Or is there?

There are companies, public companies traded on the exchanges, that are working right now and making the moves to protect their customer’s information or websites should anything happen to the actual World Wide Web.

If you think of the internet as the “information super highway” then these companies would be supplying their members safe “information harbors” that could weather any storm these hackers whip

And in the event of the World Wide Web being broken, these alternate pathways will be what allow business to continue as normal…

For those who have paid a HEFTY sum for the service.

Now a days, there are literally THOUSANDS of companies that depend on the internet, and they’re already making contingency plans for this, what some call, inevitable catastrophe.

Multi-billion dollar companies like Microsoft, Amazon and others have already put their faith, and dollars, into these “alternative internet” stocks in order to ensure that their business doesn’t suffer from a full on world cyberwar.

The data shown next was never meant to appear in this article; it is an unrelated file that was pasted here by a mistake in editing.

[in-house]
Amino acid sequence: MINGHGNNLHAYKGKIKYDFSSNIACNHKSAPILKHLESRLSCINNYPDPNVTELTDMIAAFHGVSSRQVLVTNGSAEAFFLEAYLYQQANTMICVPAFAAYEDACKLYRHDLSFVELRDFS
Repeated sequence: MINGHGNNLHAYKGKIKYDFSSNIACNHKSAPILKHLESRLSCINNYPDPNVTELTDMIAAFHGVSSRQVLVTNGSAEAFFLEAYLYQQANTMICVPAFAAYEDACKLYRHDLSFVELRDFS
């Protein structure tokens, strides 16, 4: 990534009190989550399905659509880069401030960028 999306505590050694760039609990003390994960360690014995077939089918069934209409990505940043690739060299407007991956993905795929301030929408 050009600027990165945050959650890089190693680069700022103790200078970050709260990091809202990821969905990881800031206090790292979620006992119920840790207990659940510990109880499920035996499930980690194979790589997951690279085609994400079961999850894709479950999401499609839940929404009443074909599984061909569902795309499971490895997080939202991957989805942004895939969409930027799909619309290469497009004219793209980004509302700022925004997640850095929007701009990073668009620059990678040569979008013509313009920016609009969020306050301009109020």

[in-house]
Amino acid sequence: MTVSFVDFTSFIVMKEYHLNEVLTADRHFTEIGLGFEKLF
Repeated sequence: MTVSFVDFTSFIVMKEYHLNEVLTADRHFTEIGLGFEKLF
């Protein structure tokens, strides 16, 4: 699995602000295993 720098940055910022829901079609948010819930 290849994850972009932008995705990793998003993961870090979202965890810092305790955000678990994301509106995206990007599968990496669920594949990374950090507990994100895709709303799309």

This is something I’m mindful of when researching picks for my GorillaTrades service. Technological awareness can take a company far – and with the type of stocks we recommend – the safer the better!

You can rest assured that I always have at least one ear to the ground – searching for the company with the next major technological advancement in cybersecurity.

We’d love for you to join us on our next Wall Street adventure – but I understand if you’d like to be out on your own. Just keep in mind how important these kinds of stocks are to our future.

It makes one wonder if we have become too advanced for our own good…

Maybe we’re getting too dependent on technology for our own good…

It’s a thought we all must keep in mind – but much like Pandora’s Box – it seems that the internet, once embraced, can’t be abandoned.

The only thing we can do, is prepare…

“We live in a society exquisitely dependent on science and technology, in which hardly anyone knows anything about science and technology.” – Carl Sagan